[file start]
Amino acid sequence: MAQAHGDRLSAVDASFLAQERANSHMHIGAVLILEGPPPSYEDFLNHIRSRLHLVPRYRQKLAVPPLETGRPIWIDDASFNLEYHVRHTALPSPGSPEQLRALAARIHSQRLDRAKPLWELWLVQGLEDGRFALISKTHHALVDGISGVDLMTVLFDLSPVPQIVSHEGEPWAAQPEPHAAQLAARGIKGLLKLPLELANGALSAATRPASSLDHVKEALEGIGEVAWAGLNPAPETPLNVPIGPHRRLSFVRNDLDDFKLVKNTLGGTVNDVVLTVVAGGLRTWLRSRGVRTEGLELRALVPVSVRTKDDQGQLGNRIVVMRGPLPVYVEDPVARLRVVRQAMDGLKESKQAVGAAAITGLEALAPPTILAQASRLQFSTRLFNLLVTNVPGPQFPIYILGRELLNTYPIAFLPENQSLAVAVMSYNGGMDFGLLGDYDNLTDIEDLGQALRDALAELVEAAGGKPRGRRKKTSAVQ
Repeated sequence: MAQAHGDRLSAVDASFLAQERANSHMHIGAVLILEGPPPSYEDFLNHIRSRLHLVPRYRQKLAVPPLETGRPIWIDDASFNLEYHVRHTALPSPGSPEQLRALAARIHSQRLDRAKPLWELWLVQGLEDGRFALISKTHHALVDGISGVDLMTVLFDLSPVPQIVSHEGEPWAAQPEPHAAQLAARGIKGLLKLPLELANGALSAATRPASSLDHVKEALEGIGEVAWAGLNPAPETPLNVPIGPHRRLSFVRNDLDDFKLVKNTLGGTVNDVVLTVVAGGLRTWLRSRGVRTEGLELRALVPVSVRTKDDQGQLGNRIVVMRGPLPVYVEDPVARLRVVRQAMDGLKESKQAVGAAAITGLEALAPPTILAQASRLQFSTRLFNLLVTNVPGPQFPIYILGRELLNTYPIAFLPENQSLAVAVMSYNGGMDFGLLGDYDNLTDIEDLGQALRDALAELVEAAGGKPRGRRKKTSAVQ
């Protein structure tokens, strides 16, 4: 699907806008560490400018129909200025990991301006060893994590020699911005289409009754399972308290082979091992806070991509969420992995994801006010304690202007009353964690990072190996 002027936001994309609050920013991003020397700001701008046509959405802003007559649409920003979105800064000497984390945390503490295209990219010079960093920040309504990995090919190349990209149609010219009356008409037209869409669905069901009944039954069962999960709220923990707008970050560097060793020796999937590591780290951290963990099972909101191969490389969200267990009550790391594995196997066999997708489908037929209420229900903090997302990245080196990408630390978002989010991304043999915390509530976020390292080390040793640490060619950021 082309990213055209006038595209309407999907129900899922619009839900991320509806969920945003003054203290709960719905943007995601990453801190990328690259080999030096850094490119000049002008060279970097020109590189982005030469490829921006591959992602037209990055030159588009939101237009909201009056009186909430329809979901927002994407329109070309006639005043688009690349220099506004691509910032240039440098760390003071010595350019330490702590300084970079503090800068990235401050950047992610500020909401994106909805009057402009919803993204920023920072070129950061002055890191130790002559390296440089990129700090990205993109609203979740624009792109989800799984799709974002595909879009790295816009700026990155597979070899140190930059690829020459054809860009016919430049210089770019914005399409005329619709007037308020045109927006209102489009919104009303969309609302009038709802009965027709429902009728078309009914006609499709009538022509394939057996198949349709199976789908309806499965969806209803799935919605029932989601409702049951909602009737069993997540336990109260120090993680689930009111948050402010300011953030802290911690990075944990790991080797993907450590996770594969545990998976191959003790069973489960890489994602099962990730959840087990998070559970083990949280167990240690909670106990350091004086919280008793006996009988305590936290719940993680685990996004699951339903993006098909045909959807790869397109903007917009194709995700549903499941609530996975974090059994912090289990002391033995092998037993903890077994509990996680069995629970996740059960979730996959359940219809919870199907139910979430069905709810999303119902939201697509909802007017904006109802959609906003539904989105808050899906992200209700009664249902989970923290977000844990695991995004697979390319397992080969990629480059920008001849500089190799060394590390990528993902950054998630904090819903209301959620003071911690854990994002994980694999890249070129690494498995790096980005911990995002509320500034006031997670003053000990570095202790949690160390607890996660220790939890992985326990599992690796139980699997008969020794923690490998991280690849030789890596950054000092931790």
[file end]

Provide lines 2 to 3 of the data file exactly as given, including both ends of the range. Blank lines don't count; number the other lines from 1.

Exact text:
Repeated sequence: MAQAHGDRLSAVDASFLAQERANSHMHIGAVLILEGPPPSYEDFLNHIRSRLHLVPRYRQKLAVPPLETGRPIWIDDASFNLEYHVRHTALPSPGSPEQLRALAARIHSQRLDRAKPLWELWLVQGLEDGRFALISKTHHALVDGISGVDLMTVLFDLSPVPQIVSHEGEPWAAQPEPHAAQLAARGIKGLLKLPLELANGALSAATRPASSLDHVKEALEGIGEVAWAGLNPAPETPLNVPIGPHRRLSFVRNDLDDFKLVKNTLGGTVNDVVLTVVAGGLRTWLRSRGVRTEGLELRALVPVSVRTKDDQGQLGNRIVVMRGPLPVYVEDPVARLRVVRQAMDGLKESKQAVGAAAITGLEALAPPTILAQASRLQFSTRLFNLLVTNVPGPQFPIYILGRELLNTYPIAFLPENQSLAVAVMSYNGGMDFGLLGDYDNLTDIEDLGQALRDALAELVEAAGGKPRGRRKKTSAVQ
């Protein structure tokens, strides 16, 4: 699907806008560490400018129909200025990991301006060893994590020699911005289409009754399972308290082979091992806070991509969420992995994801006010304690202007009353964690990072190996 002027936001994309609050920013991003020397700001701008046509959405802003007559649409920003979105800064000497984390945390503490295209990219010079960093920040309504990995090919190349990209149609010219009356008409037209869409669905069901009944039954069962999960709220923990707008970050560097060793020796999937590591780290951290963990099972909101191969490389969200267990009550790391594995196997066999997708489908037929209420229900903090997302990245080196990408630390978002989010991304043999915390509530976020390292080390040793640490060619950021 082309990213055209006038595209309407999907129900899922619009839900991320509806969920945003003054203290709960719905943007995601990453801190990328690259080999030096850094490119000049002008060279970097020109590189982005030469490829921006591959992602037209990055030159588009939101237009909201009056009186909430329809979901927002994407329109070309006639005043688009690349220099506004691509910032240039440098760390003071010595350019330490702590300084970079503090800068990235401050950047992610500020909401994106909805009057402009919803993204920023920072070129950061002055890191130790002559390296440089990129700090990205993109609203979740624009792109989800799984799709974002595909879009790295816009700026990155597979070899140190930059690829020459054809860009016919430049210089770019914005399409005329619709007037308020045109927006209102489009919104009303969309609302009038709802009965027709429902009728078309009914006609499709009538022509394939057996198949349709199976789908309806499965969806209803799935919605029932989601409702049951909602009737069993997540336990109260120090993680689930009111948050402010300011953030802290911690990075944990790991080797993907450590996770594969545990998976191959003790069973489960890489994602099962990730959840087990998070559970083990949280167990240690909670106990350091004086919280008793006996009988305590936290719940993680685990996004699951339903993006098909045909959807790869397109903007917009194709995700549903499941609530996975974090059994912090289990002391033995092998037993903890077994509990996680069995629970996740059960979730996959359940219809919870199907139910979430069905709810999303119902939201697509909802007017904006109802959609906003539904989105808050899906992200209700009664249902989970923290977000844990695991995004697979390319397992080969990629480059920008001849500089190799060394590390990528993902950054998630904090819903209301959620003071911690854990994002994980694999890249070129690494498995790096980005911990995002509320500034006031997670003053000990570095202790949690160390607890996660220790939890992985326990599992690796139980699997008969020794923690490998991280690849030789890596950054000092931790």